Synthesis of Porous 3D Metallic Current Collectors for High Performance Lithium Batteries

Wednesday, May 14, 2014
Grand Foyer, Lobby Level (Hilton Orlando Bonnet Creek)
H. Gullapalli (Rice University), K. Kalaga (Rice university), L. Arava (Wayne State University), and P. M. Ajayan (MEMS Department, Rice University, Houston, Texas 77005, United States)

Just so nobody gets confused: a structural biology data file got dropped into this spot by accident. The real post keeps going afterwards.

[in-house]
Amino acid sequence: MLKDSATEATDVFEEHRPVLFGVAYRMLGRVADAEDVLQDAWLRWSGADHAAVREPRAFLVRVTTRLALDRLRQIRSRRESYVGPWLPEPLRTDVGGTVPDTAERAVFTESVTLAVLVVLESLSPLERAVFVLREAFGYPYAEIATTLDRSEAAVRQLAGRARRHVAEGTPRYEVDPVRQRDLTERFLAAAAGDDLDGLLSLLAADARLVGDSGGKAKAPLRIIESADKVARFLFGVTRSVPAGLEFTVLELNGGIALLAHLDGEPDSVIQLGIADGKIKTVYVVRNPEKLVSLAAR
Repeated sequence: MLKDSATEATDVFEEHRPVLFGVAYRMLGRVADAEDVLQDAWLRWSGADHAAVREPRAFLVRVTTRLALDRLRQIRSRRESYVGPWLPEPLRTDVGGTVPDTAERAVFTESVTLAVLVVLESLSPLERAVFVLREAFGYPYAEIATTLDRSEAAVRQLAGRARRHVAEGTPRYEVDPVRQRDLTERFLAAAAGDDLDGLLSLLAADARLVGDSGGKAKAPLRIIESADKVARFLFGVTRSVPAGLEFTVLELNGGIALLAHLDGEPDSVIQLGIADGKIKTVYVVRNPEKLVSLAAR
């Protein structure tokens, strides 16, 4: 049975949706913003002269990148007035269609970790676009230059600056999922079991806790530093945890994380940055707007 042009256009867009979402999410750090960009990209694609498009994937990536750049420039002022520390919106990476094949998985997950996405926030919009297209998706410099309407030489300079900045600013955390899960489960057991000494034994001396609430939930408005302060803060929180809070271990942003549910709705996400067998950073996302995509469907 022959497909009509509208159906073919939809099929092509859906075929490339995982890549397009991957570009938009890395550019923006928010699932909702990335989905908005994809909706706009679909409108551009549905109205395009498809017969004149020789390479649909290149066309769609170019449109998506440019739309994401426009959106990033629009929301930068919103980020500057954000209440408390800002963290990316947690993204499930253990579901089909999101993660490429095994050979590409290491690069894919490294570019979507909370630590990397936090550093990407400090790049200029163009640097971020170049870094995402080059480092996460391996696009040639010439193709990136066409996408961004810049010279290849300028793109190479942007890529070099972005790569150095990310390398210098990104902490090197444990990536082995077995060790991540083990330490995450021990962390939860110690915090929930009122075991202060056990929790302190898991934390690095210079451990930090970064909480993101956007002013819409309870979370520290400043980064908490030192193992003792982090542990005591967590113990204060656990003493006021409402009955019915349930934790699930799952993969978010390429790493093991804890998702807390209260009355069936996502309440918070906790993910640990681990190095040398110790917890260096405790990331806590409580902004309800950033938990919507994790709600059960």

Conventional thin film lithium ion batteries are built on a planar design where electrode material is coated on to a conducting current collector substrate. Contact resistance between the current collector and the electrode always hinders the overall performance of the battery. In order to better utilize the electrode material, 3D current collector architectures with nanoscale roughness have been proposed which would increase the electrode-current collector surface contact area thereby significantly reducing interfacial resistance. The nanoporous current collector configuration is one of several 3D designs which have shown high potential for the development of high energy and high power microbatteries. We present here a scalable process for the synthesis of three dimensional porous metallic current collectors with conformal graphene coating on the surface. One step chemical vapor deposition technique has been used for controlled etching and simultaneous graphene growth on the surface of metals such as copper and stainless steel. The 3D structures can be directly used as a cathode in lithium ion battery as graphene has lithium intercalating capability. The structural and morphology of the current collector/electrode hybrid structures were characterized by X-ray diffraction, X-ray photoelectron spectroscopy (XPS) analysis, scanning electron microscopy and energy-dispersive X-ray spectroscopy. The contribution of 3D current collectors resulted in excellent cyclic stability and capacity compared to using conventional 2D configuration.